• Stephanie Meyer

Grandma Nancy.

This morning I had the wonderful opportunity to speak to a group of retired residents at a local senior housing community. It was a terrific conversation, and I really enjoyed hearing from them – many of them not life-long Shawnee residents – about what they’d like to see in the community. It mimicked a lot of what I’ve been hearing at the doors from other neighbors – less city reliance on residential property taxes, more unique restaurants and shopping opportunities, and places to take their grandchildren.

It reminded me a lot of conversations I would have with my beloved grandmother, before she passed away last year. My grandmother Nancy was a driving force in my life, and often the one who would provide encouragement to dream bigger, speak louder, and follow my heart.

When I was four, following my father’s funeral, she took me to a local park. There, on the swings, she looked at me and said, “This will not define you. This will not stop you from being and doing everything you want.” She repeated that message a lot throughout my turbulent childhood, and in all of the moments of adversity and set-back since. Even when her own health took a turn for the worse several years ago, she never let it diminish her fiery, fighting spirit.

The daughter of Oklahoma farmers, and the second youngest of seven children, she’d also lost her mother at a young age, and struggled with growing up in a rural and impoverished setting. Just after her eighteenth birthday, she’d enlisted in the Air Force, in search of a better life, and to fight for a country she loved. While women weren’t sent to war in those days, she spent several years in international deployments before coming back to make Wichita her home. It was there that she would later meet my grandfather Harold, to whom she was married for more than fifty years.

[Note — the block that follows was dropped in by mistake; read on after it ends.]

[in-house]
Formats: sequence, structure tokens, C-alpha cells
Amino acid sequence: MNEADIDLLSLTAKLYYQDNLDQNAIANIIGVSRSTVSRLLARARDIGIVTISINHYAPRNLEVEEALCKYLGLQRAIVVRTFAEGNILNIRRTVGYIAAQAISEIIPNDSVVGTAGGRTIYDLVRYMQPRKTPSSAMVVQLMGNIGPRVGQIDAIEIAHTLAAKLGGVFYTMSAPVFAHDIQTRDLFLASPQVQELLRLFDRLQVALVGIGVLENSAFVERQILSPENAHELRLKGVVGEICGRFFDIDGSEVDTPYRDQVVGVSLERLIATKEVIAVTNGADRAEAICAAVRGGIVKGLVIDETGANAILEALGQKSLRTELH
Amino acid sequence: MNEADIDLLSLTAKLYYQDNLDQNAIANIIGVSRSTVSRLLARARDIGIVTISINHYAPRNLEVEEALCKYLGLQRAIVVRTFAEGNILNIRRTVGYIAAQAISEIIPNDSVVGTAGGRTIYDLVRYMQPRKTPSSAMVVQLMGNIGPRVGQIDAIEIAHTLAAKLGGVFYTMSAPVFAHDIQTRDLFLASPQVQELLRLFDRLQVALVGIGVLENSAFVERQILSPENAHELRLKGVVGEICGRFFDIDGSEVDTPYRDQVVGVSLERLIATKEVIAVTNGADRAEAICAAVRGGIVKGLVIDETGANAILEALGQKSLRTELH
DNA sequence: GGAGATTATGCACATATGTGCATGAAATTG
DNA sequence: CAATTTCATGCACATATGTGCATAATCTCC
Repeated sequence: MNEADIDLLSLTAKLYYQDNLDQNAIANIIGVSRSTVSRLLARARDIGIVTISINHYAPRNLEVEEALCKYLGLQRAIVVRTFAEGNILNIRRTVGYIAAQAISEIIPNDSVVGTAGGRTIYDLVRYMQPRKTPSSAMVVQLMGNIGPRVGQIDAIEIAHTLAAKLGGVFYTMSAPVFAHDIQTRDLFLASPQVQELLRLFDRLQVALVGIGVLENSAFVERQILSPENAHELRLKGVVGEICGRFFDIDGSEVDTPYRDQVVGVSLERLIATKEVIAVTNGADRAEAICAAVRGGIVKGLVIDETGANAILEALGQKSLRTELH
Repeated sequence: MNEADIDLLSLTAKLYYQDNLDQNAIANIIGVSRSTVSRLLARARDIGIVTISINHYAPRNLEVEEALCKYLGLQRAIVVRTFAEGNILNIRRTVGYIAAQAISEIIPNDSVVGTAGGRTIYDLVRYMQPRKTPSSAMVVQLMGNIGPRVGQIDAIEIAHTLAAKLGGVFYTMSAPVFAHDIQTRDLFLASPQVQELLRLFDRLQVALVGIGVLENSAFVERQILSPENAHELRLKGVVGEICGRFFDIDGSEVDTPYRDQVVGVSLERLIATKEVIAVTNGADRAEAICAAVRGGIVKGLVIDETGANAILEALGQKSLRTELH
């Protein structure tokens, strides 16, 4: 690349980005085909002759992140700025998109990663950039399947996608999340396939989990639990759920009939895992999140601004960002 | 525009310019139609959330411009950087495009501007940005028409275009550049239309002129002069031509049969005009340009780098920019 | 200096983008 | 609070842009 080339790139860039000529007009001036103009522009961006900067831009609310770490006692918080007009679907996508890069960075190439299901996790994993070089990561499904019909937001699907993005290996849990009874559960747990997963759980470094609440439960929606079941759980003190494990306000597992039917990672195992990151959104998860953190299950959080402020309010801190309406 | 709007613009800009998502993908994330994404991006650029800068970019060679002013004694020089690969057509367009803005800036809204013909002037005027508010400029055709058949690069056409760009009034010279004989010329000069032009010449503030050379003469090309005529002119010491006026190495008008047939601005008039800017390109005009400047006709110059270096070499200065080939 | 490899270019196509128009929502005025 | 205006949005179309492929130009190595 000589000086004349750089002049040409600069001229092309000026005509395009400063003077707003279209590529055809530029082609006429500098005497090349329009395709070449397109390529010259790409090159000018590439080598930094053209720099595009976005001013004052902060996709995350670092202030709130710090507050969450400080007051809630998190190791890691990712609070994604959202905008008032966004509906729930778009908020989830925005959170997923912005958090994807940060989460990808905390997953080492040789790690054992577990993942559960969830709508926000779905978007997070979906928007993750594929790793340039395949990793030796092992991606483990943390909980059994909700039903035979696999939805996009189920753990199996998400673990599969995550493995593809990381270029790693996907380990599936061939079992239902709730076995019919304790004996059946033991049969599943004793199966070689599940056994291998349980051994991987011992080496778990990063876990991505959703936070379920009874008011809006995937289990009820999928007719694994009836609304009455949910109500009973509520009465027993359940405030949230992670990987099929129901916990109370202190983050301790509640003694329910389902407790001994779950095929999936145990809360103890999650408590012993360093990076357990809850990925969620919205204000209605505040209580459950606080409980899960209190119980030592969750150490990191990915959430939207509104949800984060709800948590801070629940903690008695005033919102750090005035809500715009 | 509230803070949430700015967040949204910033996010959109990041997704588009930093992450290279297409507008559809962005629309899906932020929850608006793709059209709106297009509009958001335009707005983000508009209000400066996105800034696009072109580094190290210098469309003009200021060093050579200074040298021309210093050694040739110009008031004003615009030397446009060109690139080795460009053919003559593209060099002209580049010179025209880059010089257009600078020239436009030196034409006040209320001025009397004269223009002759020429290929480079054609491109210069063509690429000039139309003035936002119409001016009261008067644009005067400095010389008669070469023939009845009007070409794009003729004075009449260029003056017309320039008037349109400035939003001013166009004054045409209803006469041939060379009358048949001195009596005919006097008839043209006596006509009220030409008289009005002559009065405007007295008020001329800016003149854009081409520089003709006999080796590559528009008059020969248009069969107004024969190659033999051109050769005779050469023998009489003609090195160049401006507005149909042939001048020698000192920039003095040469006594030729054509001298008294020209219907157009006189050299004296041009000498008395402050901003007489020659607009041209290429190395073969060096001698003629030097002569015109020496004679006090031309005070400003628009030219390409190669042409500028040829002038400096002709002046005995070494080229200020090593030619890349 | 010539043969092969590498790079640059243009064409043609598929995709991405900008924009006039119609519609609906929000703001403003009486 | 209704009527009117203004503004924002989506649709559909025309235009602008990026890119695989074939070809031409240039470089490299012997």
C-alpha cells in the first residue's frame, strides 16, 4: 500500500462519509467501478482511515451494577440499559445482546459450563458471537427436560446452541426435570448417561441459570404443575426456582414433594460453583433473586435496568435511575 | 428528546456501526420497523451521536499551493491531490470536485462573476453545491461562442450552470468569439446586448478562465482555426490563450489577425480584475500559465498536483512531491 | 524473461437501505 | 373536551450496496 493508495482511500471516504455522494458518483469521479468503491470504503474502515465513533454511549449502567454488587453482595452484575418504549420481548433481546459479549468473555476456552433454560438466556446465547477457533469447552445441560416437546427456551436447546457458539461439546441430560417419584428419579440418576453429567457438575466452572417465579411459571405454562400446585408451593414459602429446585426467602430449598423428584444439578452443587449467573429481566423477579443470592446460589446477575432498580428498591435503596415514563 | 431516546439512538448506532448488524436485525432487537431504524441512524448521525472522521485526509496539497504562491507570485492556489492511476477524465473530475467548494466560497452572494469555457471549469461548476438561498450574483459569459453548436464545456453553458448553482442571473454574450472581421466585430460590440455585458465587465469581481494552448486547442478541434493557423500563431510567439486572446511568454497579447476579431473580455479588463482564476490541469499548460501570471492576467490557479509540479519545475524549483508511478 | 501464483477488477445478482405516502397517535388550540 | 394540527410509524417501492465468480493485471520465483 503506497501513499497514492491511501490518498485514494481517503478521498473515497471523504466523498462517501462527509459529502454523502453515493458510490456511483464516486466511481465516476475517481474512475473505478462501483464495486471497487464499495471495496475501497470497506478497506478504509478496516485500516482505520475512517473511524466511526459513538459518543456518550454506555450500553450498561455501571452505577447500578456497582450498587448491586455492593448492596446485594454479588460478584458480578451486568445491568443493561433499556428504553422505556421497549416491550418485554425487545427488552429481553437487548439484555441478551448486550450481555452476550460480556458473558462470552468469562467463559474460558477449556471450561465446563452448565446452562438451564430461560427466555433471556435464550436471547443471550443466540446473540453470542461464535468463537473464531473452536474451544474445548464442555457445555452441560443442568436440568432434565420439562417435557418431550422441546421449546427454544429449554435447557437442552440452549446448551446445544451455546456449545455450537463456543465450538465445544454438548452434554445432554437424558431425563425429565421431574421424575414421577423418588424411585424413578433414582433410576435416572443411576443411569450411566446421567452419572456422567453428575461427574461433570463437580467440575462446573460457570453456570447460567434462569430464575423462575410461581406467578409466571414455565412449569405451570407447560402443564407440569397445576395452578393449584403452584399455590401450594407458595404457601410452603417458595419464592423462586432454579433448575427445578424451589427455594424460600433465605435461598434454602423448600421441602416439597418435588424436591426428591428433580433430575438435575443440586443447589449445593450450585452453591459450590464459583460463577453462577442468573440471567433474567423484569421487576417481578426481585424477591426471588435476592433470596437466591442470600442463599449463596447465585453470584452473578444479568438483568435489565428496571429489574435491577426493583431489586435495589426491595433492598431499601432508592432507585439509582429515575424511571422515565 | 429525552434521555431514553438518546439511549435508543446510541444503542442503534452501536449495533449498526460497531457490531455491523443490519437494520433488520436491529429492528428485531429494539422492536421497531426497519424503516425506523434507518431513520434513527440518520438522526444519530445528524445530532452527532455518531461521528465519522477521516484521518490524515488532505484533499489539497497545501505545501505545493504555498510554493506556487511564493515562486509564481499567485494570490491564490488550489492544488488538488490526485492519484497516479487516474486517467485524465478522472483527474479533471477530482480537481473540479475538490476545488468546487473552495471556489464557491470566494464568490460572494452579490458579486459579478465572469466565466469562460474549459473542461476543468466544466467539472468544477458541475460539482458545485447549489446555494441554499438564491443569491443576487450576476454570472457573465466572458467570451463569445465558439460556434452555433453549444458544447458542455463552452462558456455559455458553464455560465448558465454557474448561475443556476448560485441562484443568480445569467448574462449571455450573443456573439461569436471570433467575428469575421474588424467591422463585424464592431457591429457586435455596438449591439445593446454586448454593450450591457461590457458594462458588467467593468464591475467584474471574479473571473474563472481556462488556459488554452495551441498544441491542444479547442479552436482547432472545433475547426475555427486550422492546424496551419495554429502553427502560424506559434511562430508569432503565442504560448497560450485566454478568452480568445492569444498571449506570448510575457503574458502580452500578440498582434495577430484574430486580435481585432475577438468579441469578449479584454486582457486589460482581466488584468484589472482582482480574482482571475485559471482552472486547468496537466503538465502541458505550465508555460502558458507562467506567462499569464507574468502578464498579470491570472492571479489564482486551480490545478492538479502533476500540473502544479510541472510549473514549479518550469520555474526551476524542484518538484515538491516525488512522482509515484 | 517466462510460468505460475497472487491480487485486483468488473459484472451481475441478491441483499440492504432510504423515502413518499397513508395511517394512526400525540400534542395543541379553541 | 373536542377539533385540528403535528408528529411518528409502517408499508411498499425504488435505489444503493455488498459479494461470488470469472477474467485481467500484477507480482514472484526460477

To this day, my grandparents are two of the hardest workers I’ve ever known. In addition to full-time work as a machinist at Boeing, my grandfather always seemed to have a long list of “side” projects underway – often for others. I watched as they scrimped and saved every penny to be able to help their children, and to finance their own dream – a small log cabin on a lake near where my grandmother was born. After thirty years of saving, I watched as they built this cabin – with their own hands – in their late fifties. Whenever I think I’m tired from a long day, I think of them. “There’s more good work to be done!”, as my grandfather happily would say.

Beyond instilling in me an incredible work ethic, my grandmother also taught me to speak my mind, and stand up for others. She was never afraid of being a lone voice, or fighting for what she believed in. And she had opinions about EVERYTHING…and wanted you to hear them. I miss her every day.

I bring this up to say that as we discuss the future of our great city, we must include this voice of our greatest generation. We must consider their circumstances – the way in which they’ve saved their entire lives or lived on a fixed income…or live on one now. We must value their contributions, both in the past, and the future. And we must listen.